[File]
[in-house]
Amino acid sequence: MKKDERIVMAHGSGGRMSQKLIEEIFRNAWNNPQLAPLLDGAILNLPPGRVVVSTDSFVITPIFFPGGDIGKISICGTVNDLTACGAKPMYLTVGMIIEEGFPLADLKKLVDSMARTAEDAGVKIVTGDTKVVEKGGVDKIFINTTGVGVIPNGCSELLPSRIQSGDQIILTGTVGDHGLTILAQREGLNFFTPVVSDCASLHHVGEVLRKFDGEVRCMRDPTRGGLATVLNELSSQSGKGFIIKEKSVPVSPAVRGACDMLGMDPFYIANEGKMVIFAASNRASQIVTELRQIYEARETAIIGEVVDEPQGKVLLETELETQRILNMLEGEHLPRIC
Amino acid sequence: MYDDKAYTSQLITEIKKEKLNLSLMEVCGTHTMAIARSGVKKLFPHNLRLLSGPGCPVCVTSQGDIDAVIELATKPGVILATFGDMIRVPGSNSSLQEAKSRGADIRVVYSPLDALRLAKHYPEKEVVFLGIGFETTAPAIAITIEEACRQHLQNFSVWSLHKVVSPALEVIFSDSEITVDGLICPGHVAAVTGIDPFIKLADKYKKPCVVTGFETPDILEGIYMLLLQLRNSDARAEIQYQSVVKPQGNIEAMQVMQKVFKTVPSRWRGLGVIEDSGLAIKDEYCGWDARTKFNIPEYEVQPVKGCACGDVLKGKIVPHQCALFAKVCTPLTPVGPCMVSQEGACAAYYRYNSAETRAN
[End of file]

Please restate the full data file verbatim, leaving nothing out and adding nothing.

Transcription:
[in-house]
Amino acid sequence: MKKDERIVMAHGSGGRMSQKLIEEIFRNAWNNPQLAPLLDGAILNLPPGRVVVSTDSFVITPIFFPGGDIGKISICGTVNDLTACGAKPMYLTVGMIIEEGFPLADLKKLVDSMARTAEDAGVKIVTGDTKVVEKGGVDKIFINTTGVGVIPNGCSELLPSRIQSGDQIILTGTVGDHGLTILAQREGLNFFTPVVSDCASLHHVGEVLRKFDGEVRCMRDPTRGGLATVLNELSSQSGKGFIIKEKSVPVSPAVRGACDMLGMDPFYIANEGKMVIFAASNRASQIVTELRQIYEARETAIIGEVVDEPQGKVLLETELETQRILNMLEGEHLPRIC
Amino acid sequence: MYDDKAYTSQLITEIKKEKLNLSLMEVCGTHTMAIARSGVKKLFPHNLRLLSGPGCPVCVTSQGDIDAVIELATKPGVILATFGDMIRVPGSNSSLQEAKSRGADIRVVYSPLDALRLAKHYPEKEVVFLGIGFETTAPAIAITIEEACRQHLQNFSVWSLHKVVSPALEVIFSDSEITVDGLICPGHVAAVTGIDPFIKLADKYKKPCVVTGFETPDILEGIYMLLLQLRNSDARAEIQYQSVVKPQGNIEAMQVMQKVFKTVPSRWRGLGVIEDSGLAIKDEYCGWDARTKFNIPEYEVQPVKGCACGDVLKGKIVPHQCALFAKVCTPLTPVGPCMVSQEGACAAYYRYNSAETRAN